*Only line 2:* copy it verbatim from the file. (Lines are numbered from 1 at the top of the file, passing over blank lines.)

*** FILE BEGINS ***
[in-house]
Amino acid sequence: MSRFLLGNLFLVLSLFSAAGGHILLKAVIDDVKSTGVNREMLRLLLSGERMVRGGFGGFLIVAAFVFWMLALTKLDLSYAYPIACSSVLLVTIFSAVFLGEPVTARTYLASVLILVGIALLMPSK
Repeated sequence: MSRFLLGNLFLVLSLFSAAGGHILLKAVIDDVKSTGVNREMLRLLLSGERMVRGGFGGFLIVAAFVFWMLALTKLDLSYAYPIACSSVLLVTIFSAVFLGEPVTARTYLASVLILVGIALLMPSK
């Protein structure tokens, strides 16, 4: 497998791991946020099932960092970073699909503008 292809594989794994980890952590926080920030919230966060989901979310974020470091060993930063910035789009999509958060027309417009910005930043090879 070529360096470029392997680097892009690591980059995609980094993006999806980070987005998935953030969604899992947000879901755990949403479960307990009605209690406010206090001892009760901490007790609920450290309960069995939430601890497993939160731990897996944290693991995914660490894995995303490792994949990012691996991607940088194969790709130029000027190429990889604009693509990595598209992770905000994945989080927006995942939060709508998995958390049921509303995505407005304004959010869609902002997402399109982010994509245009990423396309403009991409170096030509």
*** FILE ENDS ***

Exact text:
Amino acid sequence: MSRFLLGNLFLVLSLFSAAGGHILLKAVIDDVKSTGVNREMLRLLLSGERMVRGGFGGFLIVAAFVFWMLALTKLDLSYAYPIACSSVLLVTIFSAVFLGEPVTARTYLASVLILVGIALLMPSK